Review of a certification of extradition is only possible through a writ of habeas corpus. Valencia v. Limbs, 655 F.2d 195, 197 (9th Cir. 1981). The scope of habeas review of an extradition order is very narrow and this Court shall not rehear what the magistrate court has already decided. Fernandez v. Philips, 268 U.S. 311, 312 (1925). Rather, the reviewing court inquires only into whether the Judge certifying extradition had jurisdiction over the case and whether the evidence provided created a reasonable inference that the fugitive was guilty of an offense included in the Treaty. Id. When conducting a habeas corpus review for extradition purposes, factual findings are reviewed for clear error, while legal conclusions are reviewed de novo. Santos v. Thomas, 830 F.3d 987, 1001 (9th Cir. 2016) (en banc).


         Here, it is undisputed that the magistrate judge had jurisdiction over Mr. Fejfar's extradition proceeding and that the convictions are extraditable offenses pursuant to Article II of the Treaty.[4] 18 U.S.C. § 3184. Mr. Fejfar argues only that Judge Papak erred in certifying the extradition request because his sentence had lapsed and he therefore has no sentence left to serve. In the alternative, Mr. Fejfar argues Judge Papak: 1) violated his due process rights by certifying the request for extradition before Mr. Fajfer adjudicated his immigration proceedings; and 2) erred by declining to stay the extradition proceedings pending resolution of either Mr. Fejfar's immigration claims, or his ongoing litigation in the Czech Republic.

         I. The statute of limitations for Mr. Fejfar's sentence has not lapsed

         The parties agree that if Mr. Fejfar's conviction lapsed, it cannot serve as the basis for extradition under the treaty.[5] The parties also agree that if the 2006 order issued by the clerk “interrupted” the April 2001 conviction, Mr. Fejfar's limitation period resets as of 2006 and his limitations argument fails.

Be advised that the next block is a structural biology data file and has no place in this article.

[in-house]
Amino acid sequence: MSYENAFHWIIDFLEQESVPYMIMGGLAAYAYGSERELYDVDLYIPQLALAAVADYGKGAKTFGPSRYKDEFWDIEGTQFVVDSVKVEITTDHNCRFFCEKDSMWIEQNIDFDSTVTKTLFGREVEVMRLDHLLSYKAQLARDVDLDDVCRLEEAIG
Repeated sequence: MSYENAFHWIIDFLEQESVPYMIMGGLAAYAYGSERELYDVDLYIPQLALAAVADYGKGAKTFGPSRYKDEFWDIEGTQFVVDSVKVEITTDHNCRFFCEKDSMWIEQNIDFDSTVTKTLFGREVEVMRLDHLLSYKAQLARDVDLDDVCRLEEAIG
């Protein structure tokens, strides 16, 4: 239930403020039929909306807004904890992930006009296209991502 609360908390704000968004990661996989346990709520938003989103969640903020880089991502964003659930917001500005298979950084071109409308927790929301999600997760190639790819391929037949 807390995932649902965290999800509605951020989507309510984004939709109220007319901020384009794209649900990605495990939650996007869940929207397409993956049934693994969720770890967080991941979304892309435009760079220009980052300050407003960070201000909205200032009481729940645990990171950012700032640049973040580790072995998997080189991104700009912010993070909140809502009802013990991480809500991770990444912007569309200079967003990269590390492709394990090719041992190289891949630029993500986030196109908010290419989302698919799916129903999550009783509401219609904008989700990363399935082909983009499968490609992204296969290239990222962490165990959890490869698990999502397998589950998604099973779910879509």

Because the 2006 order was unsealed, Mr. Fejfar takes the position that it was invalid and cannot serve as an “interruption” of the 2001 conviction.[6] In support of this argument, Mr. Fejfar provides several expert reports from Czech attorneys, scholars, and judges, offering their thoughts on the 2006 order's impact on the 2001 conviction. While the arguments raised are interesting, they were already made to, and rejected by, multiple Czech courts during Mr.Fejfar's earlier appeals.[7]

         Under Czech law, the statute of limitations is “interrupted . . . if the court takes steps to enforce a sentence to which the limitation period is related[.]” Ex. U at 13. “Interruption of the limitation period starts a new limitation period.” Id. The record contains several exchanges regarding the statute of limitations between the United States Department of Justice and the Ministry of Justice of the Czech Republic.[8] On November 2, 2015, the Ministry of Justice stated:

The limitation period was interrupted by issuing the order of 5 September 2001 that the person must be delivered for the execution of the sentence and on 8 October 2001 when the competent court bided the convict to start serving the prison sentence within the determined time limit. Consequently, the period was also interrupted on 18 January 2006 when the competent ...